Dat Money keeps flowing in the Recruiting Tech world!
- Upwork is moving into full-on Enterprise / Monopoly mode
- We tease Smashfly and Emerson.
PODCAST TRANSCRIPT sponsored by:
Announcer: Hide your kids, lock the doors, you're listening to HR's most dangerous podcast. Chad Sowash and Joel Cheesman are here to punch the recruiting industry right where it hurts. Complete with breaking news, brash opinions, and loads of snark. Buckle up boys and girls, it's time for the Chad and Cheese Podcast.
Joel: Hey, hey, hey. It's your boys Chad and Cheese ready to drop another episode of HR's Most Dangerous Podcast on your eardrums. I'm Joel Cheesman.
Chad: And I'm so pissed right now.
Joel: All righty, on this week's show iCIMS goes "Choo, choo." Indeed's parent company gives Google for Jobs a Big FU, and Smash Fry introduces the world to Emerson. Stick around, I think Chad has a rant stewing inside him.
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Chad: So much smart than human beings.
Joel: And that's not too hard to do if you're just on Facebook for a few hours.
Chad: It's not.
Joel: You got a rant inside of you, but we're gonna get the shout outs first-
Joel: ... and keep the audience waiting for this. I'm gonna start it off. Last week when I went off on HR Tech, justifiably so in my mind-
Joel: ... I said that Todd Raphael, my editor at ERE, had dropped an F bomb. And when I went back into the actual conversation there were no F bombs dropped. So although Todd relayed surprise that I was not given a press pass to HR Tech, he did not drop an F bomb. He's way too classy for that. It's idiots like us who drop F bombs in podcasts. So just wanted to clear that up. Todd, you're all good man, don't worry about it. No F bombs.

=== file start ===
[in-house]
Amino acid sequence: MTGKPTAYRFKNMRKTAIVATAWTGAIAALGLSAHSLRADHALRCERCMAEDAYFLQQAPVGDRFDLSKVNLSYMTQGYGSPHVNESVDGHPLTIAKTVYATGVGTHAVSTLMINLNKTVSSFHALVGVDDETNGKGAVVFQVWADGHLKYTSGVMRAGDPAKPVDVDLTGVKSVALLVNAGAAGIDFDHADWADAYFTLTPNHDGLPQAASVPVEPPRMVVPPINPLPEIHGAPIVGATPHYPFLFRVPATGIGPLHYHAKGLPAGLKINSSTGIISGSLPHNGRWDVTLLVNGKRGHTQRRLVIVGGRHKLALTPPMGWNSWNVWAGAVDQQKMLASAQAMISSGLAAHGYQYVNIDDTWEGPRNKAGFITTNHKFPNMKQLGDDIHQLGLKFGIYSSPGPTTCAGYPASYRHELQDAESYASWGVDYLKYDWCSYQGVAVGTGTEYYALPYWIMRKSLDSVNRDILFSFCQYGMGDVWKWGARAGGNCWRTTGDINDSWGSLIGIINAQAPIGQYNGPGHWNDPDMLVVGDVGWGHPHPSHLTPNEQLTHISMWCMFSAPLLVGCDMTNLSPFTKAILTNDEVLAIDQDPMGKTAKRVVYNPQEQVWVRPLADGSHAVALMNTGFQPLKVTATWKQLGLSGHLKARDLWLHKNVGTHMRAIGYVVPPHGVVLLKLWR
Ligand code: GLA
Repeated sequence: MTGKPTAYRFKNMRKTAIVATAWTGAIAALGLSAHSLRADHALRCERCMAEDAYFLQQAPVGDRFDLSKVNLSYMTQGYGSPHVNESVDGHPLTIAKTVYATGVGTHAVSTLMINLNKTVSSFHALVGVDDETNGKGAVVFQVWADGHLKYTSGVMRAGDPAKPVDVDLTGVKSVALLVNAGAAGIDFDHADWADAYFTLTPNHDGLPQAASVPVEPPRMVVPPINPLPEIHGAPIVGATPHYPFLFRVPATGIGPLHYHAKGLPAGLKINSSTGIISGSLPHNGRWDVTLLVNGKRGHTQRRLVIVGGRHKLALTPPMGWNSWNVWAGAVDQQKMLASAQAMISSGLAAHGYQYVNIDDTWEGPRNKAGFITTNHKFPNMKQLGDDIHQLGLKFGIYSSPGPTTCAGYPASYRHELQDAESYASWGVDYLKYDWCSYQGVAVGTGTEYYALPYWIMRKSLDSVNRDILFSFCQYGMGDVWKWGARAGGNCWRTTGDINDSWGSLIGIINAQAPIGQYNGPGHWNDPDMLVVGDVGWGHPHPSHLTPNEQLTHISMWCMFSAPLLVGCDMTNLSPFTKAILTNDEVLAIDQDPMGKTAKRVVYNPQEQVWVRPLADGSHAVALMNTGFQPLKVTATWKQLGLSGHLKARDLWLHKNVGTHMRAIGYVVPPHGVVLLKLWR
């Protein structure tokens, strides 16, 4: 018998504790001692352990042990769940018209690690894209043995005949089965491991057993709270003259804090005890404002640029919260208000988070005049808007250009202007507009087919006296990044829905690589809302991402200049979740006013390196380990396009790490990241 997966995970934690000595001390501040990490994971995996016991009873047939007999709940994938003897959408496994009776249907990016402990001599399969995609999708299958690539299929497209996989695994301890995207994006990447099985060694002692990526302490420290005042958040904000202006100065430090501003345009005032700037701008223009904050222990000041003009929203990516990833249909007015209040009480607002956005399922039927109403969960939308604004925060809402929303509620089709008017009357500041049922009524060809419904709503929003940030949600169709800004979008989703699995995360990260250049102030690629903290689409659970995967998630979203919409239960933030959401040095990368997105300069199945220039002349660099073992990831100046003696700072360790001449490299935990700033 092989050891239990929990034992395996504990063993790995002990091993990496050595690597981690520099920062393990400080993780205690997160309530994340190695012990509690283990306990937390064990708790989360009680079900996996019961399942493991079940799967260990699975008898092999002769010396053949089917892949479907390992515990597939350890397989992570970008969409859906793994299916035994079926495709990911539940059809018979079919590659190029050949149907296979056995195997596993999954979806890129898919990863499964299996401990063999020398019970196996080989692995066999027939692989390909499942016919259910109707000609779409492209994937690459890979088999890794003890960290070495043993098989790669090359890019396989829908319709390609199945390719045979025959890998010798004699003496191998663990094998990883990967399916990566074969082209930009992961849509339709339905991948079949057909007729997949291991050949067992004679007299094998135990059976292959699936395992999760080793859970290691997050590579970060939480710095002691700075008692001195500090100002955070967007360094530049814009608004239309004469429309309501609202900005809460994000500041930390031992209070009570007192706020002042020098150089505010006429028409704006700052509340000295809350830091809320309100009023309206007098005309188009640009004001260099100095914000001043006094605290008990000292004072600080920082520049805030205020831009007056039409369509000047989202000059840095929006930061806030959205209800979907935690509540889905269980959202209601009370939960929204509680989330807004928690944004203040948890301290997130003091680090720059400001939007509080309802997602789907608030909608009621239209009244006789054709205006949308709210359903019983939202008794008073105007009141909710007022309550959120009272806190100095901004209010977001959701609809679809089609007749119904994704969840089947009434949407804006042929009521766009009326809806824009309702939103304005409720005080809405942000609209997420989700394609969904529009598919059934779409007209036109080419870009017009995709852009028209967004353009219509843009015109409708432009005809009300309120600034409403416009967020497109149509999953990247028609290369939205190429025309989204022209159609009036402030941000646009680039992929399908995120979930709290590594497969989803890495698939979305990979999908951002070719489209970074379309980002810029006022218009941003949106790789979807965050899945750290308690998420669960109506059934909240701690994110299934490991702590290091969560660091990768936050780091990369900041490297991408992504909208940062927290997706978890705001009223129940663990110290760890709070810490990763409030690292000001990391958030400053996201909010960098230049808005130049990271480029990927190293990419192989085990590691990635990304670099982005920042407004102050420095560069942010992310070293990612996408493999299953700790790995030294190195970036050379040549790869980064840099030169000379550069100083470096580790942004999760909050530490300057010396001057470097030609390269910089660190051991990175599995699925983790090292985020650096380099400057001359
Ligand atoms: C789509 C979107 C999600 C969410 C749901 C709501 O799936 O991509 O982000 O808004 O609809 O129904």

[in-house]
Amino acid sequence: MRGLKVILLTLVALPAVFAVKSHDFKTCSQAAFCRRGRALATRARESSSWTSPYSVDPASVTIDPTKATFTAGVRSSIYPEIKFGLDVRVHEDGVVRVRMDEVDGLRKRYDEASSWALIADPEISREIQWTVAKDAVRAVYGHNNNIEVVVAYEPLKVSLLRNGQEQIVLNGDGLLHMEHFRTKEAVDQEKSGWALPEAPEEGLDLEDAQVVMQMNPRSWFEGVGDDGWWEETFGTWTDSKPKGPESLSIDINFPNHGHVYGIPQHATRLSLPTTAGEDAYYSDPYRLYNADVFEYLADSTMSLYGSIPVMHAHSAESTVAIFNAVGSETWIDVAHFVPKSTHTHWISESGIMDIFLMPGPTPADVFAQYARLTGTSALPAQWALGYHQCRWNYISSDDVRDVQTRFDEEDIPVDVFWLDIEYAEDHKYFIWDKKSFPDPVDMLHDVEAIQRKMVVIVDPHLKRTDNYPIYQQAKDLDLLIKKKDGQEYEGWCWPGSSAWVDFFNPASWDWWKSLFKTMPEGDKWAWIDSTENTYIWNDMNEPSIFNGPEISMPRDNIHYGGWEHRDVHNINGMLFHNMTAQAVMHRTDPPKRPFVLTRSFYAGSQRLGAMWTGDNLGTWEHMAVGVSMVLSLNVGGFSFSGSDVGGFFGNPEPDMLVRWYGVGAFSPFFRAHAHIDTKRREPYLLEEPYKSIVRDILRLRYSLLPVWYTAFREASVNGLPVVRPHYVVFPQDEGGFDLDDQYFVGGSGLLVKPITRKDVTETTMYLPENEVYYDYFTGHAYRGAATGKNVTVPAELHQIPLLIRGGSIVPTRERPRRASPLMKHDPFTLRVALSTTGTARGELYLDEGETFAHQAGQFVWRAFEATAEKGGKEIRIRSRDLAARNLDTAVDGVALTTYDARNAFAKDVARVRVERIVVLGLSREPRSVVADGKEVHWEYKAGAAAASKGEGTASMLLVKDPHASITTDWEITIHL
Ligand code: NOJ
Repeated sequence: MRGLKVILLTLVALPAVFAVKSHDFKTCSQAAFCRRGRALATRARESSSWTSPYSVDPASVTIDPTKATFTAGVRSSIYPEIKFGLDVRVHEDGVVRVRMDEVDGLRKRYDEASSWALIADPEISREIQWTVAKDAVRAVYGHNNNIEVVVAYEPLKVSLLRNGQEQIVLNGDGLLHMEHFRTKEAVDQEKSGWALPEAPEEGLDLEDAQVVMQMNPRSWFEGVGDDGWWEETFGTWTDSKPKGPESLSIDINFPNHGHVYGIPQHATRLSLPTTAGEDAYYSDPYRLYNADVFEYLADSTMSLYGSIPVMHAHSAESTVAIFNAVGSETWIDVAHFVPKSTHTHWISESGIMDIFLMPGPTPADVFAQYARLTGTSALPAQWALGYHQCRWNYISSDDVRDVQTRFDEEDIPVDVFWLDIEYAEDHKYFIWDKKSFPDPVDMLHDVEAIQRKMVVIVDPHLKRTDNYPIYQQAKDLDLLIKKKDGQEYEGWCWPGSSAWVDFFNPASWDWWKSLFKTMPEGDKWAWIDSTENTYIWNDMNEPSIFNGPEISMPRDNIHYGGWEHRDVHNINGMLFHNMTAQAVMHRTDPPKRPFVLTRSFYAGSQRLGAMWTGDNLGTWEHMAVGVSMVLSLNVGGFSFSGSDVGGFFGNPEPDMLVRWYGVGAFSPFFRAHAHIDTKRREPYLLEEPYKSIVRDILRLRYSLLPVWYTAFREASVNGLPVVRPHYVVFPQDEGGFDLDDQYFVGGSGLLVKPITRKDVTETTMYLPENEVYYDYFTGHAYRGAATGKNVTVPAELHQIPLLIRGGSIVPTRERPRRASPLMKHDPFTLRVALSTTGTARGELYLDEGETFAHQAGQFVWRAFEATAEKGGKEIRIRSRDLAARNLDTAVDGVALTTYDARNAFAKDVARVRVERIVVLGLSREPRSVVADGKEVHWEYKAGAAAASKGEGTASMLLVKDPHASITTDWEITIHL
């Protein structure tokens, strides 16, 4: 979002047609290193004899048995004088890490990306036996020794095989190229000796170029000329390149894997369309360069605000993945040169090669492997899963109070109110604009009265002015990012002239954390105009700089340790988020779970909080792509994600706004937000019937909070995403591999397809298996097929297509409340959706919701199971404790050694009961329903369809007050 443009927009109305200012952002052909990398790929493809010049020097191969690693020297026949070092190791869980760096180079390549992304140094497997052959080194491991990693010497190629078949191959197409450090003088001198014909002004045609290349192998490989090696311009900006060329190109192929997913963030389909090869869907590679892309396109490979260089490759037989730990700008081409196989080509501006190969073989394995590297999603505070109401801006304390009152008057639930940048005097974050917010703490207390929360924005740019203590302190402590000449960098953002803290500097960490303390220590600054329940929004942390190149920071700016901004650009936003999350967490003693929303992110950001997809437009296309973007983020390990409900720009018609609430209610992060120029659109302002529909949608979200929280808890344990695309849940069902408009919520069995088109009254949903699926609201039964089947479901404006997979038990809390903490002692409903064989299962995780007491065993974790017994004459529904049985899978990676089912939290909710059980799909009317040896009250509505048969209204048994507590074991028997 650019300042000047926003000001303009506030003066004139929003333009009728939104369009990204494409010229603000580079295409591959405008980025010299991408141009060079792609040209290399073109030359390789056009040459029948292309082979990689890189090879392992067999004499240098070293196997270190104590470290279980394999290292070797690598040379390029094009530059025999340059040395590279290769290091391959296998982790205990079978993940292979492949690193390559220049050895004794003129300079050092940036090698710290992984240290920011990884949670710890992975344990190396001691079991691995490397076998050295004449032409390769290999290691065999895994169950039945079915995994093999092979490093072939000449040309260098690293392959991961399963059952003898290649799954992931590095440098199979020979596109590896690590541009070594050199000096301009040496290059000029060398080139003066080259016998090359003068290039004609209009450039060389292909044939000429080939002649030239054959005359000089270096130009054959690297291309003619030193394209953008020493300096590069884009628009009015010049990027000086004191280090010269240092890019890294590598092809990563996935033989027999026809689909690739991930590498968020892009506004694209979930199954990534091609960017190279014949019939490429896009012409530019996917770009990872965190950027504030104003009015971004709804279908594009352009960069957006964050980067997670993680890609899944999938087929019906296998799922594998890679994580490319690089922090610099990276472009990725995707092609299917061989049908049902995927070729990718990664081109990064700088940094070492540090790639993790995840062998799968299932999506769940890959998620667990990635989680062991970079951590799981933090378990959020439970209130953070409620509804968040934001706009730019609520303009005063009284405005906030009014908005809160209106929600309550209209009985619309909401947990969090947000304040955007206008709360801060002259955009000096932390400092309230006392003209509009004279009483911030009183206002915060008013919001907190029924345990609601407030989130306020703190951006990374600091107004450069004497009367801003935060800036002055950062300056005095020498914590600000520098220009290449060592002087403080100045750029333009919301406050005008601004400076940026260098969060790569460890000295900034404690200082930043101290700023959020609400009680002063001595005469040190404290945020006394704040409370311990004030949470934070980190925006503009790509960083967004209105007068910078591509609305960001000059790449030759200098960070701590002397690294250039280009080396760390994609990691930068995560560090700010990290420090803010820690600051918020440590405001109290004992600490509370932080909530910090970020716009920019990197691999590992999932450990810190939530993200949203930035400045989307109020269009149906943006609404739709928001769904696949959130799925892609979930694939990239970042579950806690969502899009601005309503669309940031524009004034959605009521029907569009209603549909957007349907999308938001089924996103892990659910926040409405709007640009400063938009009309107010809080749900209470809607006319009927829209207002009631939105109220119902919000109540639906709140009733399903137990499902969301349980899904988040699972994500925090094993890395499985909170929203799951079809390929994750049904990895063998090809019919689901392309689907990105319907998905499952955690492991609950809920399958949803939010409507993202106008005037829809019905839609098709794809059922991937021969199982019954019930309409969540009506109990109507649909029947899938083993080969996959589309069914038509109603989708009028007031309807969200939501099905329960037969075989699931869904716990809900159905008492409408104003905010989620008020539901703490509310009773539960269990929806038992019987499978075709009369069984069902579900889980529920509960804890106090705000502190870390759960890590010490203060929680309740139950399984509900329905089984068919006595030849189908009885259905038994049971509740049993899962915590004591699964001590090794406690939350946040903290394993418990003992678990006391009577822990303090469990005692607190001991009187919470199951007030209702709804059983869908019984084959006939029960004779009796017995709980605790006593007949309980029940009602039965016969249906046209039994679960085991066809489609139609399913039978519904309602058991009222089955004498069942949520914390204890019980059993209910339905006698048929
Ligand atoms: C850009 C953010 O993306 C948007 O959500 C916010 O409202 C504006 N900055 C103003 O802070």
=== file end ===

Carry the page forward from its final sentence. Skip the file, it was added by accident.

Chad: Well Ed from Philly didn't drop an F bomb but I bet he wanted to. So he actually tweeted, "Boo hashtag Chad and Cheese won't be at HR Tech." He's not happy. And he actually came up with his own hashtag, #FreeChadCheese.
Joel: Which I love it. I think t-shirts are in order, maybe bill boards in Vegas for the show.
Joel: Yeah, I love it. Thanks Z, appreciate it. Shout out for Jason Crowell. Last week I talked about Google dropping related searches on his homepage. And had a talk with him, he was the one who actually saw it first, that I know of, shared it. Talked to him, he gave some insight which we might have time for at the end of the show to discuss. But-
Joel: Jason, appreciate it. He's a recruiter out in Colorado for a trucking company there, so. Shout out.
Chad: Very nice. Well a couple of shout outs for our friends at jobAdX and Uncommon, who are going to be at HR Tech's startup Pitchfest. So if you're gonna be there, go to Pitchfest and check these guys out. Couple of awesome companies. jobAdX and Uncommon gonna be pitching out there.
Joel: Not to be mistaken with Bitchfest, which is what will be happening after hours when drinks are consumed.
Joel: Shout out to Jennifer Henley.
Joel: Some of you may have attended our webinar this week on high frequency hiring. Jennifer's an executive with NAS Recruitment Innovation. The webinar was sponsored by Talroo, so shout out to both them as well. But Jennifer did a great job. She's a mountaineer, which my wife really likes. And you know, let's go mountaineers! Shout out.
Chad: Shut up. So ... And also shout out to some of the attendees who participated. We got a bunch of participation that happens. Kathy Plum, Claudia, Adriana Maddox, Jacob, Michelle, and a bunch of others. Thanks for attending guys.
Joel: Did you just say Michelle and no last name?
Chad: Yeah, 'cause she had Michelle hyphen or some shit like that.
Joel: Michelle. Nice.
Chad: Michelle knows who she is.
Joel: That's nice.